With a family name associated with eyewear since the 19th century, the Erkers have brought back domestic frame manufacturing and placed it in plain sight.
What do you do with a fifth generation U.S. eyewear company to keep it fresh and new? Launch a domestic eyewear manufacturing facility, but not just your typical factory hidden away in an industrial park. When Jack Erker III (on right in picture opposite) and his brother Tony (left) decided to begin manufacturing frames in St. Louis, where their family’s eyewear business originally started in 1879, they chose to locate their facility front and center for the entire world to see. Copper Hinge is both an optical shop and a frame-manufacturing operation where the factory is in full view of its customers.
MADE IN AMERICA
While running the Studio Optyx wholesale operation, which manufactures eyeglass frames in Europe and Japan, some customers told the Erkers, “We would love glasses made in America.”
Listening to their customers and also inspired by the open kitchen concept trend in restaurants as well as by Fitz’s Root Beer next door, where kids of all ages can press their faces up against the window to watch root beer being made, Copper Hinge was born to let visitors see frames being made in-person.
Determined to get it right, the Erkers paid rent on their retail space in the trendy shopping, eating and entertainment district known as the Delmar Loop for two years as they pursued the long process of creating a frame-manufacturing factory. “We jumped through 10,000 hoops to get where we are,” Jack Erker III told VCPN. “There’s a whole lot more automation than there ever was before, but there are still a ton of steps that are handmade that you can’t get around. I had to buy all of the equipment and find a factory manager to re-tool the machines. Before the machines got here we had to convert the retail storefront into something that could run the machines. We hired probably four to five electricians and went back to China and Europe, translating from foreign languages. When everything was finally hooked up, it still didn’t work. I didn’t know I needed an air compressor and pipes.”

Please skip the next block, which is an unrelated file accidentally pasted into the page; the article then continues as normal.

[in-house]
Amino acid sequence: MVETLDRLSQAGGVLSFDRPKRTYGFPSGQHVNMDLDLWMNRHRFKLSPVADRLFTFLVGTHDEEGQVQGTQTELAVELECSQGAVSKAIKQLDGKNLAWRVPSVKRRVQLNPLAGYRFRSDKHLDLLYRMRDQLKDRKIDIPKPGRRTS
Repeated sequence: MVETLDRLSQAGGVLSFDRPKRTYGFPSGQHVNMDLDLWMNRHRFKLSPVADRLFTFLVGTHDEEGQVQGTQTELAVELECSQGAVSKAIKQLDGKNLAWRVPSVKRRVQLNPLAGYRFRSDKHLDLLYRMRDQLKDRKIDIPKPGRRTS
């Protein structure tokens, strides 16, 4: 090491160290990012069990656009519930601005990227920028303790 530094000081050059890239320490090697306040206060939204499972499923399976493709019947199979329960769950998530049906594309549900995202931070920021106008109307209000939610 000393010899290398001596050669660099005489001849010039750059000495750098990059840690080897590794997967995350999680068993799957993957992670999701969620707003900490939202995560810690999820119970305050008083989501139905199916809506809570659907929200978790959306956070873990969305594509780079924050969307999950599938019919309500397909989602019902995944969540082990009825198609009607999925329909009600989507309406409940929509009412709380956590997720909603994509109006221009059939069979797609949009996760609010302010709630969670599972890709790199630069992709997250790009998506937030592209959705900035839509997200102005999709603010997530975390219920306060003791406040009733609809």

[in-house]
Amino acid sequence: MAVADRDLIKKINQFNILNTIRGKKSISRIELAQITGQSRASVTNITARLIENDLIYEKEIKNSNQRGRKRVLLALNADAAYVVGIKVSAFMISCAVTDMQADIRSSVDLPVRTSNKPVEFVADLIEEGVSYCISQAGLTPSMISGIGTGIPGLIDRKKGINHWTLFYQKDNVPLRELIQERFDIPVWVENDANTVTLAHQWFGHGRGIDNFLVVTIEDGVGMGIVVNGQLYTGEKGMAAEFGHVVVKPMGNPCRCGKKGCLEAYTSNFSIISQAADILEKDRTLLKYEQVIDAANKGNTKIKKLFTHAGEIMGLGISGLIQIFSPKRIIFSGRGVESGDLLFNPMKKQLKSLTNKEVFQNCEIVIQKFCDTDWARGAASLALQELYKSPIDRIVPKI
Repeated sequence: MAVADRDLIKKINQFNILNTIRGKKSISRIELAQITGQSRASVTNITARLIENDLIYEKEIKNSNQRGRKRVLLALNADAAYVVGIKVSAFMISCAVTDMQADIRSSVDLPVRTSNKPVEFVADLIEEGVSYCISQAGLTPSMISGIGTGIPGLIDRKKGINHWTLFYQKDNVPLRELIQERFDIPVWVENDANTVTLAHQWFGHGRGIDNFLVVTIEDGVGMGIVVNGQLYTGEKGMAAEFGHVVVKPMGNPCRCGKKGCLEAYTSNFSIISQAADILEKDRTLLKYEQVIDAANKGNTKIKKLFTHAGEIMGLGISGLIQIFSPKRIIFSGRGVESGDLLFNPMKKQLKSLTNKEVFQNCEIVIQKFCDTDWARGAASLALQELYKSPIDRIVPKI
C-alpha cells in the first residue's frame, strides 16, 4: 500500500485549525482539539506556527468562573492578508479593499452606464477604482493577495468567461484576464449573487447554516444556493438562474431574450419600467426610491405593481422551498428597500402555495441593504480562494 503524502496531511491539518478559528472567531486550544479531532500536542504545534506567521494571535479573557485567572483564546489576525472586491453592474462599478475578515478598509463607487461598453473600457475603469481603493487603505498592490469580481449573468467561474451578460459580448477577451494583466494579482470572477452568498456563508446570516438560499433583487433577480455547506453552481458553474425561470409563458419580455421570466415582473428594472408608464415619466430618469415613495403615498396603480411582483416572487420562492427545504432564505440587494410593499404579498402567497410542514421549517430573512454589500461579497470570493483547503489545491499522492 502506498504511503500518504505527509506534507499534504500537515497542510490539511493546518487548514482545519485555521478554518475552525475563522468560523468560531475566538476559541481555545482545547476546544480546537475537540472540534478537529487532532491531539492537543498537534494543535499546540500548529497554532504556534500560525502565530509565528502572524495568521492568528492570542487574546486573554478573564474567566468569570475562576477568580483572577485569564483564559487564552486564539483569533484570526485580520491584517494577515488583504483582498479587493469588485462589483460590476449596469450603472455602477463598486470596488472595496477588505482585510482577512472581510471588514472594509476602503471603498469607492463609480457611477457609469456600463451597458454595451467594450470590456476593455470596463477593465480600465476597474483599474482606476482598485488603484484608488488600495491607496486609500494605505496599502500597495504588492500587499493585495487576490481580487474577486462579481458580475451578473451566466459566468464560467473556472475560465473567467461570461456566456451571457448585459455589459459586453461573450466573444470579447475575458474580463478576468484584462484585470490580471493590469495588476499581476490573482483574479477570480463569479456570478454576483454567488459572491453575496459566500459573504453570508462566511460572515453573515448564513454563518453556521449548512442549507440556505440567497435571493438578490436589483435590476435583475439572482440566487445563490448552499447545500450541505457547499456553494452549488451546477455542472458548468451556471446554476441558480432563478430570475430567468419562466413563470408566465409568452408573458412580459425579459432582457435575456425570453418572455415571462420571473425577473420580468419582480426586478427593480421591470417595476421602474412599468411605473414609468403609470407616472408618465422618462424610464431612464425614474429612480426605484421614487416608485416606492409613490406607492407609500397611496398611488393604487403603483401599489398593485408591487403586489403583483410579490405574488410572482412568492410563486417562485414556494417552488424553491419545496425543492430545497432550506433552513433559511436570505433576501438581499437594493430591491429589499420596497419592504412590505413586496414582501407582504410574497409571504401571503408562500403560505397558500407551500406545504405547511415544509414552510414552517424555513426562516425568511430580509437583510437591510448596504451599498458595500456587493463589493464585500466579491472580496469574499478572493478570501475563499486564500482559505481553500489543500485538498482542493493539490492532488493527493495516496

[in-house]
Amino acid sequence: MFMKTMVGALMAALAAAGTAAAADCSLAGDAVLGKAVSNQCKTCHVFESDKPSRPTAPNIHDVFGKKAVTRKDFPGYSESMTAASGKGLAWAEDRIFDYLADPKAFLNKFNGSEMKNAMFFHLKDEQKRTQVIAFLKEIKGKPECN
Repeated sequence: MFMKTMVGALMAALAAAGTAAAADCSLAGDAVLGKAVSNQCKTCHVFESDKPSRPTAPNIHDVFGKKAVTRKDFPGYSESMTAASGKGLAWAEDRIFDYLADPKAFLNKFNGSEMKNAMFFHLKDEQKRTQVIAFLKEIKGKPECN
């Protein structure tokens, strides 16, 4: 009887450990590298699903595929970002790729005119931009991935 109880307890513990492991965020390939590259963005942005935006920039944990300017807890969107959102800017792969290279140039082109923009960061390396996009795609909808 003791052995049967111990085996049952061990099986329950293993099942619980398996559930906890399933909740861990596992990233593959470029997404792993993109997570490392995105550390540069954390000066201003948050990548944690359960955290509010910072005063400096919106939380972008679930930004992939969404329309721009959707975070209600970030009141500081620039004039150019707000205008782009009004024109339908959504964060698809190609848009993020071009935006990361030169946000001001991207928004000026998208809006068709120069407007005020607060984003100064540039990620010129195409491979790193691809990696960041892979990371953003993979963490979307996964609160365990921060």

FACTORY IN A SHOP
Eventually everything worked properly, and now the entire operation runs with four factory workers and two retail opticians in addition to Erker. It has the capacity for a total of 17 factory workers. “A typical factory might need 75 to 80 machines to create one frame. We wanted to condense that, for one reason because of space issues. We have 2,000 square feet upstairs and 1,800 square feet in the basement, so we reduced the machine count to about 23 machines with a lot of robotic arms to take things from one machine to the next.”
The goal is to sell final product both in person and online. “The idea is to be able to sell online,” Erker said. “While we don’t think the brick-and-mortar retailer is going away any time soon, we see a big shift in the industry to online. The younger generation is very used to buying online, so we don’t want to lose that market.”
Still, the plan is to also establish the Copper Hinge optical shop as well as its frame-manufacturing factory as a destination for shopping in person as well as for entertainment. “Within the store, behind glass doors, you can see CNC machines and tumblers that spin, a lot of moving parts that are visible to the consumer,” Erker said. He compared the experience to the memories that are formed when kids visit a playground at McDonald’s, for example. “Everyone remembers the fun times they had at McDonald’s.”
Another unique aspect of the manufacturing process that gives Copper Hinge frames additional character is the use of wood pellets during the frame-polishing process, but they’re not just any old wood pellets. They’re made from used whiskey barrels. “We polish frames using a wood tumbler but couldn’t find a domestic wood chip manufacturer,” Erker said. “A good friend from high school owns a barbecue joint next door that uses hard beechwood from whiskey barrels, so we found a local wood chipper to chip up his whiskey barrels. The story is good for local lore,” Erker explained, adding that they now define their frames as “whiskey-infused small batch eyewear.”
After two years in the making with a sign on the store’s façade teasing that they would open soon, and with local people wondering, “Are they ever going to open?”, the grand opening took place in April 2018. “The first weekend was a wonderful spring day, and we had a line out the door to get in.”